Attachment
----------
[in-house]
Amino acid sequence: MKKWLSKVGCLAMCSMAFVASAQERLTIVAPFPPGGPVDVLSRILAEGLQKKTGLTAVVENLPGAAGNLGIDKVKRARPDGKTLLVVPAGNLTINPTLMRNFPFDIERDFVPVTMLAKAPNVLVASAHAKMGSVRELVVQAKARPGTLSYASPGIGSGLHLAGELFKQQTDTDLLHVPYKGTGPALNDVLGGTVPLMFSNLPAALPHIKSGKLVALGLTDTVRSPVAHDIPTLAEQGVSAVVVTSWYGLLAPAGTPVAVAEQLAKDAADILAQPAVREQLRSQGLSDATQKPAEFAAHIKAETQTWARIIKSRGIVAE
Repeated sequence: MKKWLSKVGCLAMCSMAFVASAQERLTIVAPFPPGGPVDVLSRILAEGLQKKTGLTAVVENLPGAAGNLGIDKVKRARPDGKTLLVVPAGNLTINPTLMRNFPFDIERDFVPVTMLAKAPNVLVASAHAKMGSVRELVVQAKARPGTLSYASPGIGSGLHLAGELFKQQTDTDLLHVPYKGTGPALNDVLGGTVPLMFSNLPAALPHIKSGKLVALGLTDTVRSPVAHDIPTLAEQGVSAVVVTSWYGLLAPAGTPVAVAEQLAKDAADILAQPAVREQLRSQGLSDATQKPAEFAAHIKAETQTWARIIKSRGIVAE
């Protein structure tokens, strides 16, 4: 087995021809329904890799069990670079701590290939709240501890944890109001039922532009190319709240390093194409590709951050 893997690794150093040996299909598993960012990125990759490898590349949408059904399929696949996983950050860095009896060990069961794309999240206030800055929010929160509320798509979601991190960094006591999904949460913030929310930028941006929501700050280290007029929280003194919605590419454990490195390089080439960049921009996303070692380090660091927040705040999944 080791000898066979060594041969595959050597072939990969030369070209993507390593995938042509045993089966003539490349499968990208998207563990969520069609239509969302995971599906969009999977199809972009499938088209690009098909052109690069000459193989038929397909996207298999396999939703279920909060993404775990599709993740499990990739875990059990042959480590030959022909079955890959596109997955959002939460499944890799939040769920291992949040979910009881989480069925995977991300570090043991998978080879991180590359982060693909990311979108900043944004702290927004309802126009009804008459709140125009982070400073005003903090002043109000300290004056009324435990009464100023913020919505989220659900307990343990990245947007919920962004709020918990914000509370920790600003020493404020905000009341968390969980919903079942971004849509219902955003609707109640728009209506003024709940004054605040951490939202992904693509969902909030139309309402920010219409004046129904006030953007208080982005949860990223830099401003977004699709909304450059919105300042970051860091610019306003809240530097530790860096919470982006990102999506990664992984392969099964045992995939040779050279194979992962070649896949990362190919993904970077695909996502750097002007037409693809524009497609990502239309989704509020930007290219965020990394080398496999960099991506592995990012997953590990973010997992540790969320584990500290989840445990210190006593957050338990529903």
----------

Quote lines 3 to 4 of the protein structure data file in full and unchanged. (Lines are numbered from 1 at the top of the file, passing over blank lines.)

Repeated sequence: MKKWLSKVGCLAMCSMAFVASAQERLTIVAPFPPGGPVDVLSRILAEGLQKKTGLTAVVENLPGAAGNLGIDKVKRARPDGKTLLVVPAGNLTINPTLMRNFPFDIERDFVPVTMLAKAPNVLVASAHAKMGSVRELVVQAKARPGTLSYASPGIGSGLHLAGELFKQQTDTDLLHVPYKGTGPALNDVLGGTVPLMFSNLPAALPHIKSGKLVALGLTDTVRSPVAHDIPTLAEQGVSAVVVTSWYGLLAPAGTPVAVAEQLAKDAADILAQPAVREQLRSQGLSDATQKPAEFAAHIKAETQTWARIIKSRGIVAE
């Protein structure tokens, strides 16, 4: 087995021809329904890799069990670079701590290939709240501890944890109001039922532009190319709240390093194409590709951050 893997690794150093040996299909598993960012990125990759490898590349949408059904399929696949996983950050860095009896060990069961794309999240206030800055929010929160509320798509979601991190960094006591999904949460913030929310930028941006929501700050280290007029929280003194919605590419454990490195390089080439960049921009996303070692380090660091927040705040999944 080791000898066979060594041969595959050597072939990969030369070209993507390593995938042509045993089966003539490349499968990208998207563990969520069609239509969302995971599906969009999977199809972009499938088209690009098909052109690069000459193989038929397909996207298999396999939703279920909060993404775990599709993740499990990739875990059990042959480590030959022909079955890959596109997955959002939460499944890799939040769920291992949040979910009881989480069925995977991300570090043991998978080879991180590359982060693909990311979108900043944004702290927004309802126009009804008459709140125009982070400073005003903090002043109000300290004056009324435990009464100023913020919505989220659900307990343990990245947007919920962004709020918990914000509370920790600003020493404020905000009341968390969980919903079942971004849509219902955003609707109640728009209506003024709940004054605040951490939202992904693509969902909030139309309402920010219409004046129904006030953007208080982005949860990223830099401003977004699709909304450059919105300042970051860091610019306003809240530097530790860096919470982006990102999506990664992984392969099964045992995939040779050279194979992962070649896949990362190919993904970077695909996502750097002007037409693809524009497609990502239309989704509020930007290219965020990394080398496999960099991506592995990012997953590990973010997992540790969320584990500290989840445990210190006593957050338990529903």